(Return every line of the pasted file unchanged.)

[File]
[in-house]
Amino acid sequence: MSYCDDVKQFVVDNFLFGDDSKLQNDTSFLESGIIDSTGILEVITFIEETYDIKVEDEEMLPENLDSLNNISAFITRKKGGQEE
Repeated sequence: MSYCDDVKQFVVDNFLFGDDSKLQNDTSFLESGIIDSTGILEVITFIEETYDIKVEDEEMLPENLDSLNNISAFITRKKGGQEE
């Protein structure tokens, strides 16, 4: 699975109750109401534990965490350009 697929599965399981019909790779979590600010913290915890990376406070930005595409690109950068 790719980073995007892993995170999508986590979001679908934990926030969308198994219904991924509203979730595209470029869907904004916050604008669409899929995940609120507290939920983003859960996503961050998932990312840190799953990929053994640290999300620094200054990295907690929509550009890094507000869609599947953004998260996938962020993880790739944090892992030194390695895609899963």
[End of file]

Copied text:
[in-house]
Amino acid sequence: MSYCDDVKQFVVDNFLFGDDSKLQNDTSFLESGIIDSTGILEVITFIEETYDIKVEDEEMLPENLDSLNNISAFITRKKGGQEE
Repeated sequence: MSYCDDVKQFVVDNFLFGDDSKLQNDTSFLESGIIDSTGILEVITFIEETYDIKVEDEEMLPENLDSLNNISAFITRKKGGQEE
């Protein structure tokens, strides 16, 4: 699975109750109401534990965490350009 697929599965399981019909790779979590600010913290915890990376406070930005595409690109950068 790719980073995007892993995170999508986590979001679908934990926030969308198994219904991924509203979730595209470029869907904004916050604008669409899929995940609120507290939920983003859960996503961050998932990312840190799953990929053994640290999300620094200054990295907690929509550009890094507000869609599947953004998260996938962020993880790739944090892992030194390695895609899963």